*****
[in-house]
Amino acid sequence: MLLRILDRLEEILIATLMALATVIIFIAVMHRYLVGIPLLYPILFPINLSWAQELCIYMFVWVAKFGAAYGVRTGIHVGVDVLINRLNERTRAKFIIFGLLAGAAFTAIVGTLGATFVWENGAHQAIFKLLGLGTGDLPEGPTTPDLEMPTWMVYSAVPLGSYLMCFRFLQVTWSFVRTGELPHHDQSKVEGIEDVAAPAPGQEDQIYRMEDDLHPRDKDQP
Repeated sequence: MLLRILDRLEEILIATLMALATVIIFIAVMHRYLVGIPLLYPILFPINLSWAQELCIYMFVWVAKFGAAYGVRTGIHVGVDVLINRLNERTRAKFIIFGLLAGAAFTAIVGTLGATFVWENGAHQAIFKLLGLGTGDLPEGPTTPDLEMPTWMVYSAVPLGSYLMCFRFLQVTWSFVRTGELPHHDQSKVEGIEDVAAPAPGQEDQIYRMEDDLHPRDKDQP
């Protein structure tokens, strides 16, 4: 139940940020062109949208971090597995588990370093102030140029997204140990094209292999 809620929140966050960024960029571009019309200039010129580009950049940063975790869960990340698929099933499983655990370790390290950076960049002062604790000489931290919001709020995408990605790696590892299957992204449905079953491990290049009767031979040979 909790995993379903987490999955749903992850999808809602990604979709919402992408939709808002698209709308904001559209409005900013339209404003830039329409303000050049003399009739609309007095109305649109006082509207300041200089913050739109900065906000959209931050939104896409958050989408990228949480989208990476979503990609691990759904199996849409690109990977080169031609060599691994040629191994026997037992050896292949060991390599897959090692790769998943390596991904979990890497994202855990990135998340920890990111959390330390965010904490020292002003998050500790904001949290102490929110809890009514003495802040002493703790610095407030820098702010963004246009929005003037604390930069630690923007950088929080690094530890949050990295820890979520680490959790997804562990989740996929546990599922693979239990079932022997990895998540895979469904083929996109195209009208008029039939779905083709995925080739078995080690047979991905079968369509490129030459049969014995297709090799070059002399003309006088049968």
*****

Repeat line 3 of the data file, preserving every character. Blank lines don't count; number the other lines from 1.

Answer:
Repeated sequence: MLLRILDRLEEILIATLMALATVIIFIAVMHRYLVGIPLLYPILFPINLSWAQELCIYMFVWVAKFGAAYGVRTGIHVGVDVLINRLNERTRAKFIIFGLLAGAAFTAIVGTLGATFVWENGAHQAIFKLLGLGTGDLPEGPTTPDLEMPTWMVYSAVPLGSYLMCFRFLQVTWSFVRTGELPHHDQSKVEGIEDVAAPAPGQEDQIYRMEDDLHPRDKDQP